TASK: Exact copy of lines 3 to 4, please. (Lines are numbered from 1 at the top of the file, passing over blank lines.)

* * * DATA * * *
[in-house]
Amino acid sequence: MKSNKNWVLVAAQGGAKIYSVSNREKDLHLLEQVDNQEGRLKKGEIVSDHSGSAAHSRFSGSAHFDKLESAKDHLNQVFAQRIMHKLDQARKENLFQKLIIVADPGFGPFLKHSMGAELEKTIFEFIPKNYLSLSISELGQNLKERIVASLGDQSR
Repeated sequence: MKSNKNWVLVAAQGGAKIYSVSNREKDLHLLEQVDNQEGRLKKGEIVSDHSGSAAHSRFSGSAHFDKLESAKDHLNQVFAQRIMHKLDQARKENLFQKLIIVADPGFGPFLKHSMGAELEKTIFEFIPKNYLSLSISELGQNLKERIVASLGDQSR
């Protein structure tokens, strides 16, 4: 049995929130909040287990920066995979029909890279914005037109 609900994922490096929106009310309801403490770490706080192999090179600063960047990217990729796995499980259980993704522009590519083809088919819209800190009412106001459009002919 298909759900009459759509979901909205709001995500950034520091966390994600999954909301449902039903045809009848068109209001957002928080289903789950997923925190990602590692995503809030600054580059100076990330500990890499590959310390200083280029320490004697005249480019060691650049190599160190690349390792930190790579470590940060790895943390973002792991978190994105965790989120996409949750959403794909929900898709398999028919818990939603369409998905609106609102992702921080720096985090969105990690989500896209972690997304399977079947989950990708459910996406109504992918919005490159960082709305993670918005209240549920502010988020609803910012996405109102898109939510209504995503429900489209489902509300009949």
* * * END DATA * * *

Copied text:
Repeated sequence: MKSNKNWVLVAAQGGAKIYSVSNREKDLHLLEQVDNQEGRLKKGEIVSDHSGSAAHSRFSGSAHFDKLESAKDHLNQVFAQRIMHKLDQARKENLFQKLIIVADPGFGPFLKHSMGAELEKTIFEFIPKNYLSLSISELGQNLKERIVASLGDQSR
């Protein structure tokens, strides 16, 4: 049995929130909040287990920066995979029909890279914005037109 609900994922490096929106009310309801403490770490706080192999090179600063960047990217990729796995499980259980993704522009590519083809088919819209800190009412106001459009002919 298909759900009459759509979901909205709001995500950034520091966390994600999954909301449902039903045809009848068109209001957002928080289903789950997923925190990602590692995503809030600054580059100076990330500990890499590959310390200083280029320490004697005249480019060691650049190599160190690349390792930190790579470590940060790895943390973002792991978190994105965790989120996409949750959403794909929900898709398999028919818990939603369409998905609106609102992702921080720096985090969105990690989500896209972690997304399977079947989950990708459910996406109504992918919005490159960082709305993670918005209240549920502010988020609803910012996405109102898109939510209504995503429900489209489902509300009949």